On Temptation

By:  Staci Stallings

Ever since my 4th Grade Sunday School class discussed the Our Father a couple weeks ago, I’ve been thinking about temptation.  If you’ve been a Christian for very long at all, you know about temptation.  You know you shouldn’t put yourself into temptation.  You know we ask God to lead us not into temptation.  You know we need to be delivered from temptation.  But what IS temptation?  How do you define it?  How do you spot it?  How do you combat it?

Not long after we discussed this, I was having a conversation with a friend of mine who told me that when things go wrong–even mildly wrong, her first thought is to doubt and then to be mad at God.  She said, “I don’t know why I do that.  I mean I feel bad after it, but why can’t I stop doing it to begin with? My first thought is always, ‘How could You do this to us, God?'”

That’s when I really started to consider the difference between temptation and sin.  See, temptation is the conscious recognition of the option to do something we know is wrong.  Sin is doing something we know is wrong.

So let’s say you are faced with a situation where lying would get you out of a lot of trouble.  The TEMPTATION is to lie.  Your mind might say something like, “They’ll never know the difference.”  “Everyone else does it.”  “They’ve lied to you in the past.”  “It’s just this one time.”  “Who really cares?”

Now, if you’re like my friend, you might think that all of those “excuses” or “reasons” are coming from you, that the temptation to lie is coming from something inside you that is inherently bad or evil or maybe even just lazy and undisciplined.  But that’s not accurate.  Those thoughts are temptations, put into your mind by Satan and his minions.  They “tempt” you to do something you  know is wrong by telling you that it’s not “really” wrong, that it’s okay because…, that you won’t do it the next time.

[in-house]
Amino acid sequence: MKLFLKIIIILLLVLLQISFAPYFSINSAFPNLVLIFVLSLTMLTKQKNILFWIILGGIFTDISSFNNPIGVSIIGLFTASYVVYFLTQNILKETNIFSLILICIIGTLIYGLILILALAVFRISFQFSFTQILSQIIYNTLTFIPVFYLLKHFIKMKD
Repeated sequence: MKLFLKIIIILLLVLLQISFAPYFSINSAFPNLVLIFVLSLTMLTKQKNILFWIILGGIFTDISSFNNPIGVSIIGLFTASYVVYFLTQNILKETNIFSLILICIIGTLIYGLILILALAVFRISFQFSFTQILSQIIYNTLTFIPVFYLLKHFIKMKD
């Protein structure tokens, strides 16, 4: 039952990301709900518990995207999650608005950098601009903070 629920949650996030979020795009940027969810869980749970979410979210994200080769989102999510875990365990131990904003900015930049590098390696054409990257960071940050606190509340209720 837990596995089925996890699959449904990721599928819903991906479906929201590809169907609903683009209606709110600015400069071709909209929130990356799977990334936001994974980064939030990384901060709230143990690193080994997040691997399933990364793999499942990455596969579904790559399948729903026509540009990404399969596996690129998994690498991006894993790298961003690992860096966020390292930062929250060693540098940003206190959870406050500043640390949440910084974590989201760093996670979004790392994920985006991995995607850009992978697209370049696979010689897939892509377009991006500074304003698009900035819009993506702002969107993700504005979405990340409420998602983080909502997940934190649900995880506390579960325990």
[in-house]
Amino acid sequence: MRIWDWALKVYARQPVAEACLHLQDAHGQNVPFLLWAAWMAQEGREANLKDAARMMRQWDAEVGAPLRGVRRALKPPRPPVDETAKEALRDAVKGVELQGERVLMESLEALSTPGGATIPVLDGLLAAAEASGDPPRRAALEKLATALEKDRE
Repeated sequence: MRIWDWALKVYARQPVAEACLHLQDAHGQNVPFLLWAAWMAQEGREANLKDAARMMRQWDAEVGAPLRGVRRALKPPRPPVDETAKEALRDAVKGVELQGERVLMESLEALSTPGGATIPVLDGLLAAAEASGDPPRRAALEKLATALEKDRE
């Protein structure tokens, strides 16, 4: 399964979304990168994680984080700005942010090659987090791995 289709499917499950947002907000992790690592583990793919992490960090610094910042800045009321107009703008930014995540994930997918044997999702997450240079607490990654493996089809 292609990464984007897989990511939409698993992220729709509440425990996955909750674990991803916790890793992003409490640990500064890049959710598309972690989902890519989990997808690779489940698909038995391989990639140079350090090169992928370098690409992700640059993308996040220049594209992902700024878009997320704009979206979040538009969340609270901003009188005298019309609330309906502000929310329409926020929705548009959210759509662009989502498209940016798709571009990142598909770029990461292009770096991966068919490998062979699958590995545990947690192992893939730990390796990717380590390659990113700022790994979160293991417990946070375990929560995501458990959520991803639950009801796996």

That is a “thought temptation.”

Here’s the problem.  Most of us have been conditioned to believe in temptations that are “situation temptations.”  For example, you go to a hotel alone on a business trip and that channel you know you’re not supposed to watch is available.  That’s a situation temptation that leads to a thought temptation.  “It’s all right.  No one will ever know.”

Most of us believe that God will not lead us into temptation–that He will steer us out of situations that tempt us.  And this is true, so long as we don’t tempt ourselves by consciously walking into tempting situations.

However, that doesn’t account for “thought temptations,” and thus, we are left defenseless against these.  It’s not that we wouldn’t arm ourselves if we knew about them.  We just don’t know about them and so we’re not prepared to deal with them effectively.  In fact, most of the time when we have these “thought temptations,” we berate ourselves and beat ourselves up for even having them.  “What kind of person am I to even think such a thing?”

But here’s the thing.  Satan and his minions plant those thought temptations in our minds, and then laugh when we feel guilty for having them.  It’s a vicious, vicious game to them, and we always lose.

Since having this revelation, I have been consciously watching my thoughts and noticing how my brain thinks.  An innocuous example is my playing “Walk It Out” on the Wii.  Now in that game, you simply walk around a little island (and around and around and around!).  On each street and path, there are little medallions that you click on to build things.  So you click on this medallion and an apartment is built.  Click on that medallion over there and a tree appears or you get a new song.

Sounds simple enough, and it is–until you factor in the choices you are forced to make.  See, you can’t get all of the medallions, all of the landscape items at once.  You “buy” them with your steps.